Sadiq Khan hits out at Labour London mayoral "beauty parade"

The shadow London minister tells the New Statesman: "I’ve got no interest in being involved in a beauty parade" and accuses Labour's mayoral hopefuls of "playing ego politics."

Although there are no officially declared candidates (with the exception of transport expert Christian Wolmar), it often feels as if the race to be Labour's next London mayoral nominee has already begun. David Lammy, Tessa Jowell,  Andrew Adonis and Diane Abbott are all positioning themselves to stand, with a regular stream of op-eds and other interventions.

In an interview with me in tomorrow's NS, Sadiq Khan, who was appointed shadow minister for London in January, hits out at what he calls "a beauty parade" and accuses his Labour colleagues of "playing ego politics". When I asked Khan why he withdrew from a recent Progress debate on the future of capital, which featured Lammy, Jowell, Adonis and Abbott (the first hustings in all but name), he told me:

I was told it was going to be a forum to discuss ideas about London and it was quite clear to me that it was actually turned into a beauty parade. I’ve got no interest in being involved in a beauty parade, or playing ego politics. It’s about me making sure that I do the job I’ve been given as shadow minister for London with the seriousness it deserves. I’m a member of team Labour. My obsession is to make sure we do the best we can in the elections in May 2014.

As shadow minister for London, Khan enjoys the advantage of being able to prepare the ground for a future mayoral bid without being accused of "ego politics". When I pointed out that he was viewed as one of the frontrunners for the post, he notably refused to rule out a bid: "If others want to flatter me and throw me those compliments, I’m not going to reject them, but my focus is definitely on the jobs I’ve asked been by Ed Miliband to do."

Defends the mansion tax against Lammy, Jowell and Abbott

Khan also criticised Lammy, Jowell and Abbott after they denounced Labour's proposed mansion tax as a "tax on London" (at the Progress event) and warned that it would penalise the asset rich but cash poor. He said:

All I say to colleagues, in the kindest, politest way is, 'actually, you look at the bigger picture. Are you in favour of trying to help those who own the least by giving them a new rate of tax at 10p? If you are, then ask yourself how you go about doing that.' What I’d rather do is work collegiately with senior members of the Labour Party to find a policy that works, rather than going for the cheap soundbite, which doesn’t really address the issue of making sure that we’ve got a fair tax policy.

On Boris Johnson's Thatcher lecture: "simplistic snobbery"

In response to Boris Johnson's recent Margaret Thatcher lecture, in which he argued, "Whatever you may think of the value of IQ tests, it is surely relevant to a conversation about equality that as many as 16 per cent of our species have an IQ below 85, while about 2 per cent have an IQ above 130", Khan said:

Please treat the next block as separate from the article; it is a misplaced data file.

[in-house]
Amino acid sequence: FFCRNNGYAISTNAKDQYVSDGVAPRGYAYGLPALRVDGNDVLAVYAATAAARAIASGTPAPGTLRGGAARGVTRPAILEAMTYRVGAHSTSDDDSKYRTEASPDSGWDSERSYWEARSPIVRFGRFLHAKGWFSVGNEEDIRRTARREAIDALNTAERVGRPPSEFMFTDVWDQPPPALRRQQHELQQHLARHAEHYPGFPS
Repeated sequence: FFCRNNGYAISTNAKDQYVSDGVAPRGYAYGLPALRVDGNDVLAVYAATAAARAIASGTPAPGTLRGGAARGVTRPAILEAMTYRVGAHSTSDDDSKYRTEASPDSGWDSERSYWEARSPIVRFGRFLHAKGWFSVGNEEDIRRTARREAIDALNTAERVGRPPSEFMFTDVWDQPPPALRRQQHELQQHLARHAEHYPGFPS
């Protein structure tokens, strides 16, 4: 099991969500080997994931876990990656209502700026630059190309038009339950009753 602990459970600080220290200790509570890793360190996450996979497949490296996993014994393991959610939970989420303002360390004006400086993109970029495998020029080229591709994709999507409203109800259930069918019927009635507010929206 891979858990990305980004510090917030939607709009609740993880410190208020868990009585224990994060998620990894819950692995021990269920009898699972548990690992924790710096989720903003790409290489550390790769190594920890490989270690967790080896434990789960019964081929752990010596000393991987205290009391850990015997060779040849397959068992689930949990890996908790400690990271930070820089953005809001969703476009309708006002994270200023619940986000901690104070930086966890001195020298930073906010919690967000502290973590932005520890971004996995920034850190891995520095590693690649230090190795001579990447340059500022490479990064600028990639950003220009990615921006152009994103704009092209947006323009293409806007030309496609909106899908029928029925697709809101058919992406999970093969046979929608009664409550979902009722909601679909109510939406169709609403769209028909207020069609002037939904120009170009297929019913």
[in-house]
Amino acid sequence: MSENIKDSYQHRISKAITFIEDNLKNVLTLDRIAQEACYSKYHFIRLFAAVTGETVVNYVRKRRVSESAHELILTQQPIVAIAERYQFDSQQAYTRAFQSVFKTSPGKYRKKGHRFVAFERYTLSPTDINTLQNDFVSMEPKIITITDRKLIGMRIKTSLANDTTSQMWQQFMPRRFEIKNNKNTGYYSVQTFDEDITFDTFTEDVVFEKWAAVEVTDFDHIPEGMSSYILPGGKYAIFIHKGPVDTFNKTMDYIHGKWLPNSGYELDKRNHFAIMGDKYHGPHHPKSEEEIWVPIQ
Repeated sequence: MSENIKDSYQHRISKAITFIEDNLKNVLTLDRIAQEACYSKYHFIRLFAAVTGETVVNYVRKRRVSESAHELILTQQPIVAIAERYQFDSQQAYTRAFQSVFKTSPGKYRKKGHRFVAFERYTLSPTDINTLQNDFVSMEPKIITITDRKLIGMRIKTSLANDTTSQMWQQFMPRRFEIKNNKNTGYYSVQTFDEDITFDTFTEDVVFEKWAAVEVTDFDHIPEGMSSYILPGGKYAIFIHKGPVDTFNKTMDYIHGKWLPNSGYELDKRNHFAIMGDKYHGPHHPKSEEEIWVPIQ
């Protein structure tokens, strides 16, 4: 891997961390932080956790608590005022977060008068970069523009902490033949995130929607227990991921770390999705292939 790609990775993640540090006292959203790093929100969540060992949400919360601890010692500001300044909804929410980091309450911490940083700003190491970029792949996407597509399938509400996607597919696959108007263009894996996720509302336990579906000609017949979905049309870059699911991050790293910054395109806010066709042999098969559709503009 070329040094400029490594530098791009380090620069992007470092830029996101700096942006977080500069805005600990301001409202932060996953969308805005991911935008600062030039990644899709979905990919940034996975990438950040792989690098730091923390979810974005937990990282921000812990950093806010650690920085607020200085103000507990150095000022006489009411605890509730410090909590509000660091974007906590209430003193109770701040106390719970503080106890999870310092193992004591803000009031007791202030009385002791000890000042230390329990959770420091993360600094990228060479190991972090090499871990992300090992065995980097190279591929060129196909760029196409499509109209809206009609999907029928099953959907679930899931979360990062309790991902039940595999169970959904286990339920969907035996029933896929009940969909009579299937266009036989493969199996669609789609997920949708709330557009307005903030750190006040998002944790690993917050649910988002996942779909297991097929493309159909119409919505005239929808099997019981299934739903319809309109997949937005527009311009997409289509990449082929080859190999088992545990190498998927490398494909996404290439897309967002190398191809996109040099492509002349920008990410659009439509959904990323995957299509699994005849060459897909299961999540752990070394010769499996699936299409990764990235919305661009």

"I took the trouble of reading the speech, as well as the soundbites, and it was a frankly offensive and ill-thought through speech for the mayor of London to deliver. For a candidate to be the next Conservative Party leader, I can see why a speech talking about the importance of having more grammar schools and rewarding the top 10% can be seen as an attractive speech. But actually, in a city where you’ve got cleaners, bus drivers, hospital porters, working incredibly hard, to make a speech talking about how the lowest 16% should basically just accept it, take it or leave it, and how those top 10% should be given automatic knighthoods, showed a lack of understanding about this city."

He added:

"Let me pose this challenge; if Barack Obama’s IQ was tested at age five, 11, 16 or 18, I doubt whether it would have been very high, he wasn’t necessarily a brilliant student, but he worked hard, he had aspiration, he reached for the top and he’s now president of the United States of America. Or if Nelson Mandela’s IQ had been tested three, five, seven, eight, 12...that sort of simplistic snobbery is not what we want the mayor of this great city to be talking about.

"What he should be saying is every child deserves to fulfil their potential, every school should be a good school, we want to make sure that everyone shares in the joys of London, whether it’s the arts, the culture, the theatre, the academics, every son or daughter of a bus driver, a cleaner, a hospital worker should recognise that the reason why your mum and dad people are doing those jobs is not because they’re not bright but because they’re very important jobs that need to be done in London.

"Give them pride in the work they’re doing. We are a London where we should be one city recognising that, to win the Olympics, the work of the construction worker was just as important as the work of Sebastian Coe."

Pick up tomorrow's New Statesman to read the interview in full. You can also listen to George discussing this interview with Sadiq Khan on the NS podcast: